He says while the concept of a press ombudsman is good, the ANC and the government are critical of the current set up and “mostly view the press ombudsman as embedded to the interests of the media rather than being an impartial arbiter of disputes. This is one of the reasons that there has been some agitation in some government circles for a Media Appeals Tribunal,” he says.
Goko says while an element of tension is “natural between governments and the media in functioning democracies, particularly if the media is to fulfil its watchdog role, but that “there is an appreciation that there comes a point at which the tension needs to be managed before it becomes counter-productive and destructive”. He says his research showed the media “is concerned about the long-term impact of the tense relationship it has with Zuma and the state – with both sides perceived to be culpable for this poor relationship”.
Goko says the critical issue that arises from this is what both estates are doing, or can do, to either remedy or mitigate what they perceive to be their unhealthy relationship?
“The Leveson inquiry in the UK is a stark reminder of how the media can unwittingly end up at odds with the state and society if relationships are not nursed,” he says.
One of the issues media can’t understand is why the Zuma administration is fixated on media ownership and diversity, particularly in the print media, yet it ‘owns’ the South African Broadcasting Corporation, the biggest and most powerful media platform in the country. Goko says this is “baffling” and questions why the government has “expended so much energy on media ownership and diversity as if that is in itself the source of the tension between the state and the press. And indeed, the government controls arguably the biggest and most powerful media organisation on the African continent, in the SABC”.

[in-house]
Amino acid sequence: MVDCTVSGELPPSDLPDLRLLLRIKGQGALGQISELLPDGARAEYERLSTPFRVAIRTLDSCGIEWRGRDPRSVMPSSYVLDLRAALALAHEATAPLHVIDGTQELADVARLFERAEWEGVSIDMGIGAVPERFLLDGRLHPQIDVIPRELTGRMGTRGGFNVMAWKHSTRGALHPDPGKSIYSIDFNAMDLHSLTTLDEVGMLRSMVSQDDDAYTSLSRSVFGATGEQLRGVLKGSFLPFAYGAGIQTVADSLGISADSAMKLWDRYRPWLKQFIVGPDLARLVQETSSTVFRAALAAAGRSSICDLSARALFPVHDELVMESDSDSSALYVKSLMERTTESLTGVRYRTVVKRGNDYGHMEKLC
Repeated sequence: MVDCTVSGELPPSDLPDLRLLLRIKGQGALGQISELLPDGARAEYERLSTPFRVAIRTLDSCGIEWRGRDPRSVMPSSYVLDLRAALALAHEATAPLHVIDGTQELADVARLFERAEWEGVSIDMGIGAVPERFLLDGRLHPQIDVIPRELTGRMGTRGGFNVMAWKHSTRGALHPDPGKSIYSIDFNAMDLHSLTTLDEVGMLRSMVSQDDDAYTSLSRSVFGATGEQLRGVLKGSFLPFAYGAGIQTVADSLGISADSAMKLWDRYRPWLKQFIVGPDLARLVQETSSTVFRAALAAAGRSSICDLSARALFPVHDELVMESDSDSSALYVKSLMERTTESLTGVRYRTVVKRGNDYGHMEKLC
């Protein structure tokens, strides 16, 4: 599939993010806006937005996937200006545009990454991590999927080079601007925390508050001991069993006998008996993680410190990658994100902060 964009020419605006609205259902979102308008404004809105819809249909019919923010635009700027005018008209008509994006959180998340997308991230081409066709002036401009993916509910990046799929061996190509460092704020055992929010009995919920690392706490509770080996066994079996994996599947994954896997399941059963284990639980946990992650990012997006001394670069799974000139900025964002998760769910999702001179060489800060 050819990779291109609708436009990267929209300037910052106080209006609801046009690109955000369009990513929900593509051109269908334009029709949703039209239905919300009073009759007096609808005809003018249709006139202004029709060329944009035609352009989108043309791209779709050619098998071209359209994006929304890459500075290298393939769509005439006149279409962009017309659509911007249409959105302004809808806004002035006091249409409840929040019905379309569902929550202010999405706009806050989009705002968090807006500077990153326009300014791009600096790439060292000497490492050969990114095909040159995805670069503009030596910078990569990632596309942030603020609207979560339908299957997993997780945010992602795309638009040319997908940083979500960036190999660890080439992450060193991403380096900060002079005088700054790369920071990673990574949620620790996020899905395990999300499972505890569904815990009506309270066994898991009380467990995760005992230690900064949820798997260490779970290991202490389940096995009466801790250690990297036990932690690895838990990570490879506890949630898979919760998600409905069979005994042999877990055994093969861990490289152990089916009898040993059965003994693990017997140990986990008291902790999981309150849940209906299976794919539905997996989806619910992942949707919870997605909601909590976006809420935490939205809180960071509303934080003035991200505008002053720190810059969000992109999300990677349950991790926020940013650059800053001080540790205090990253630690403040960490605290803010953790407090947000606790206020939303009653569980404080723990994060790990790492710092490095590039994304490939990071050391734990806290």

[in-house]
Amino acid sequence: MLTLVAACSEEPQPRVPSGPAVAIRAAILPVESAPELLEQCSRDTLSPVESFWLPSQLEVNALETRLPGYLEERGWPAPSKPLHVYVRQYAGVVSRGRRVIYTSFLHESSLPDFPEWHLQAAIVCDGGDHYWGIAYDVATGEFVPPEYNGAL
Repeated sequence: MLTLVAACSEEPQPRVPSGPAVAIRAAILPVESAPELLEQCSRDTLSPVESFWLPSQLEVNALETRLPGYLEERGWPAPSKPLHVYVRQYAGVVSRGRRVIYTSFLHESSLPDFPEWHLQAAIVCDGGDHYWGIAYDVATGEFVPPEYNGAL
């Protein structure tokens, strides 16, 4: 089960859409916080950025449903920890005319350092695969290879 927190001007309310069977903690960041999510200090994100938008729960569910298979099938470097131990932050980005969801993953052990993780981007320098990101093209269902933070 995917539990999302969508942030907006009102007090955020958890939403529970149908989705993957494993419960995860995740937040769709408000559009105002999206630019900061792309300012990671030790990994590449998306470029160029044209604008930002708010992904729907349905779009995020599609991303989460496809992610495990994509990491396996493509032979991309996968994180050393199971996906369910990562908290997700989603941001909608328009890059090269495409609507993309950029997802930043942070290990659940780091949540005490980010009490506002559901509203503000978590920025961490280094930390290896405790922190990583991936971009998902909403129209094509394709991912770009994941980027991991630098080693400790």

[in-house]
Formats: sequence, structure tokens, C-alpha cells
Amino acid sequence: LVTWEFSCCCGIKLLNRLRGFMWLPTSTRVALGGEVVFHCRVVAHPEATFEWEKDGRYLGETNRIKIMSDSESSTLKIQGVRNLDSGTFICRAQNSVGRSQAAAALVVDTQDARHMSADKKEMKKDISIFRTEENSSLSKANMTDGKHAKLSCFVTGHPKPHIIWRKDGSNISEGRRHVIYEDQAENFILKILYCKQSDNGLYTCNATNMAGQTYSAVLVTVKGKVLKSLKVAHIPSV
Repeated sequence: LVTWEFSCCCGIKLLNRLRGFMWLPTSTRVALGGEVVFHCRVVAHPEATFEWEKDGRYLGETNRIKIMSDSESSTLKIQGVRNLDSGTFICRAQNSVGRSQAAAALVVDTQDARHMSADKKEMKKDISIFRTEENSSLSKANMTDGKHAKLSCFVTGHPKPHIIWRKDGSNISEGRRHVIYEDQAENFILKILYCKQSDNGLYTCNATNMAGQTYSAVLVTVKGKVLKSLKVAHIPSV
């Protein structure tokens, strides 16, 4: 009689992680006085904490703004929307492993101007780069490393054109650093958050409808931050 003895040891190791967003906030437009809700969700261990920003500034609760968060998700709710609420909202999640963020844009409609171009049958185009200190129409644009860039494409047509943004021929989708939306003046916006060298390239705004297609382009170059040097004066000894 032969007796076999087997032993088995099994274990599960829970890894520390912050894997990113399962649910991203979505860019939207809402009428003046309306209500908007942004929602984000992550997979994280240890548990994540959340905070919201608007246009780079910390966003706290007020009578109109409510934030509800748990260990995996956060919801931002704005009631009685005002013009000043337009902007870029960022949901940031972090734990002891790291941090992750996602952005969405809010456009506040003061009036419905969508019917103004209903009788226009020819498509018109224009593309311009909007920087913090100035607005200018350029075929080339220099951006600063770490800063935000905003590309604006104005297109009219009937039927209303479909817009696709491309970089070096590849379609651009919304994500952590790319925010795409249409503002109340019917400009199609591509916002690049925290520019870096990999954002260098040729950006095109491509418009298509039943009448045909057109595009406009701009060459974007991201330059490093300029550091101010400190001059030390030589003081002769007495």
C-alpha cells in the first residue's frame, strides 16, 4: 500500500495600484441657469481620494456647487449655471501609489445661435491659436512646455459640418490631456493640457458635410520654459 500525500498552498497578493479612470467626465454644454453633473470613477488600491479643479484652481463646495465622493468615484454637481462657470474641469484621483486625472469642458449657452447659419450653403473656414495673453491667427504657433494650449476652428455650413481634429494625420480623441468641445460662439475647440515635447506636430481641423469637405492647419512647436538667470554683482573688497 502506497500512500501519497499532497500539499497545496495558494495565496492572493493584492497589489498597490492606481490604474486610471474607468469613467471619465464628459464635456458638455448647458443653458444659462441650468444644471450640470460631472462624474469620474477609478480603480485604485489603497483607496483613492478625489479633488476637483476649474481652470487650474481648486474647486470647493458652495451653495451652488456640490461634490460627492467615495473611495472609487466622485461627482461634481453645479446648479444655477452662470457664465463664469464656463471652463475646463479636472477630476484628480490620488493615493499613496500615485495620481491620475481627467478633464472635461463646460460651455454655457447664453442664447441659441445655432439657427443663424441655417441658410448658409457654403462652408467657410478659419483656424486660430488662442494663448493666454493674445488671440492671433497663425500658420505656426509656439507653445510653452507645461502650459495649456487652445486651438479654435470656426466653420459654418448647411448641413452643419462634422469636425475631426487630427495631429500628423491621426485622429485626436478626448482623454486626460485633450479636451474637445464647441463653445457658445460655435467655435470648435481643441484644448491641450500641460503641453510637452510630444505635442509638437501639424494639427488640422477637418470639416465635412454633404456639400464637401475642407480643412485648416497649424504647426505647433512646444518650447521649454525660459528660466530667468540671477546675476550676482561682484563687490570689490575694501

Yet there is tension in that relationship too, he says.
“But here again, we have to remember that the ANC, as they say, is a broad church representing diverse political, economic and ideological interests. As a general consequence, its relationship with the SABC is complex and can range from complete happiness with or utter contempt for the public broadcaster depending on a particular faction’s access to the corporation. So, by and large, the SABC does not always escape the criticism that the ANC and government level against the media generally,” he says.
An issue that continues to strain the relationship is that of leaks to the media. Government – as it did recently over the leak of the public protector’s report into excessive state spending on Zuma’s private home in Nkandla – tends to blame media for the leaks. But the media knows government leaks like a sieve, particularly as factions within the ANC are often at war with each other and use the media as a means to settle scores.
“In a structure as big and as diverse as a national government, one can expect sensitive state information to leak from time to time, and for news-starved and competitive media to lap this in,” says Goko. “But this is neither here nor there in the big scheme of things as the perception within certain sections of the public sector that the media is out to get them is what contributes to the bad relationship between the state and the media. As it is also said, perception at some point becomes reality – and this is often not helped by sloppy journalism within the media when reporting on the government, which strengthens stereotypes.”
Goko says South African investigative journalists, the teams that are exposing stories such as Nkandla and other tales of corruption and greed in high places, are doing a good job. “There is very little doubt that investigative journalists are generally doing a good job in South Africa,” he says. And their contribution to create a healthy, thriving democracy is vital. I”ndeed, South Africa would be the poorer for it if the quality of its investigative journalism was not this high.”